On a weekly basis, 15 women from countries across North America, Africa, Europe, and Asia gathered together through a Zoom video conference — Bible study notes in hand — ready to discuss the book of Romans. Using video conferencing software for a Bible study may be a novelty to many and very foreign to some, and as technology evolves we face new opportunities to use tech for good.

Bible studies seem to come in all shapes and forms these days — via apps, in small groups, with DVDs, books — you name it. Even though some are done in the comfort of your home as an individual devotional time, community plays an important role in creating accountability and motivating healthy discussion.

Eye-Opening Experience

Technology, on the other hand, enables community to be expressed in ways that were not possible a decade ago. As a Bible Study Fellowship group leader, I was able to see first hand the impact that a Bible study via video conferencing can have, not just in the Church but in our faith.

I witnessed members having to be in incognito mode some weeks, without camera or mic, because of persecution in their countries. Their bravery was not just inspiring, it also awakened a new meaning of the Gospel for me personally. I also observed how many prayer requests around me were for travel mercies and mild fevers while some of these ladies were facing daily extortions by gangs. A reality foreign to many.

In this process, although technology presents challenges, like disruption due to poor connectivity, the benefits are many:


Night owls rejoice! You can now have your Bible discussion time when you are the most focused. And for moms with little children, getting on a Bible study after the children go to bed without having to hire a sitter can be a solution to those years when being in the Word is challenging.


You no longer have to miss discussion time if you are traveling. As long as your phone, tablet or computer is with you, your Bible discussion group is too.

No Travel Time

Unless you consider the distance between the kitchen and your desk a commute, there is no travel time. In our agenda-filled days adding the travel time may be a deal breaker for many.


Technology allows us to connect with people we normally wouldn’t be able to. Think of the possibilities when it comes to a church doing a virtual Bible study with the missionaries they have in other countries.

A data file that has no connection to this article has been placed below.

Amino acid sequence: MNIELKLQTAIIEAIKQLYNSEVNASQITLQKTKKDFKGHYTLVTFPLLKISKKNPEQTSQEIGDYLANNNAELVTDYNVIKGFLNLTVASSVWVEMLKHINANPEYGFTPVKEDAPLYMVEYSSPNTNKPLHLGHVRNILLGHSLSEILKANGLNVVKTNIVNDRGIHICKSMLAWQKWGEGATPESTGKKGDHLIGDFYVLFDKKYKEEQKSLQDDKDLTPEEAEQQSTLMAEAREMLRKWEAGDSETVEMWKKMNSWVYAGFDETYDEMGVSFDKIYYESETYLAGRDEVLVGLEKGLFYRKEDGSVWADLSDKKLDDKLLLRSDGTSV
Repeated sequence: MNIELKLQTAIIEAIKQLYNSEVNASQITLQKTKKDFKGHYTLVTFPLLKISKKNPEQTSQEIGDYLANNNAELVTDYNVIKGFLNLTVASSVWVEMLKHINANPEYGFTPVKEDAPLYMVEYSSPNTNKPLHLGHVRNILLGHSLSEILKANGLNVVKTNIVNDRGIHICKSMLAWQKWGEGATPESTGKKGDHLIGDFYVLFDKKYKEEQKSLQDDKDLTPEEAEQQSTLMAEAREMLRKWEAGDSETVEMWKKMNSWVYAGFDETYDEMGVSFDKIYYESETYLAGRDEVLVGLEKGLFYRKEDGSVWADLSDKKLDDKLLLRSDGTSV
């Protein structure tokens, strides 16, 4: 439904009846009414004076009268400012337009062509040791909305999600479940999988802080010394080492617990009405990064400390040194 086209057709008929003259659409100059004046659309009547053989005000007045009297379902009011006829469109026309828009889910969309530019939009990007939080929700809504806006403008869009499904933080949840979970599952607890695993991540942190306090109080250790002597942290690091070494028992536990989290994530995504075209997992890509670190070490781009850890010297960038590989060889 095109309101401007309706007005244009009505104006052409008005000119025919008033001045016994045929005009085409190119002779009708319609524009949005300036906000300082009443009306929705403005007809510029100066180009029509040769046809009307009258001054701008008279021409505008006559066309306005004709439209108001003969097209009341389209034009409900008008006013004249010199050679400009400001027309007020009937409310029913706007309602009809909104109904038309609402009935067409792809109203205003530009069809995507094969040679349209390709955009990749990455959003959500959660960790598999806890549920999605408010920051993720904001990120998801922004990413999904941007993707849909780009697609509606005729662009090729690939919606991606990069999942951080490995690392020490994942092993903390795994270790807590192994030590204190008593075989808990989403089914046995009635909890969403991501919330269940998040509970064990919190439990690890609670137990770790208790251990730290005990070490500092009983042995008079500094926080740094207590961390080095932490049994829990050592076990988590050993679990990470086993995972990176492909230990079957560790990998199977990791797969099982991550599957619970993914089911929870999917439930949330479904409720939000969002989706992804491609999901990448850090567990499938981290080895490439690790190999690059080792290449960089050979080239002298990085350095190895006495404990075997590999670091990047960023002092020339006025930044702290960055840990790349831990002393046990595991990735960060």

You are no longer limited by those that can physically attend a group meeting in person. This opens opportunities for churches with many campuses to share Bible studies online, not to mention the possibilities for those with reduced mobility. Some people may never set foot in a church, but I wonder how many would be willing to discuss questions on God and faith on a virtual discussion group if invited.

Details to Consider

If you are considering video conferencing as a channel for Bible studies at your church or ministry, here are some details to have in mind:

  • Pick the right technology – some tools require downloads, app installation, logins or browser compatibility that may generate frustration. Consider your audience and their savviness with technology before selecting a tool.
  • Set expectations early – during a video conferencing experience sometimes people will interrupt others unintentionally because there is little awareness of body language. And if you have to interrupt someone it is hard to signal that you are going to speak. Outline the expectations to increase engagement early on. 
  • Encourage video – unless there is a connectivity issue (or a persecution situation) set the expectations for video to be used as it increases rich sharing and deeper connections.
  • Keep the group relatively small – I have found 10-15 people to be an ideal group size so there is enough discussion without people feeling left out. 
By creating an online space for total strangers to gather around a book of the Bible for a whole year I have been able to experience my faith and that of others in ways I have never experienced before. Throughout the week, these ladies and I still connect via Slack, where we share prayer requests and encouragement, direct messages and some random thoughts. And all of this, from the comfort of my home, in my pajamas, and with my coffee.
How can your church leverage video conferencing for Bible studies?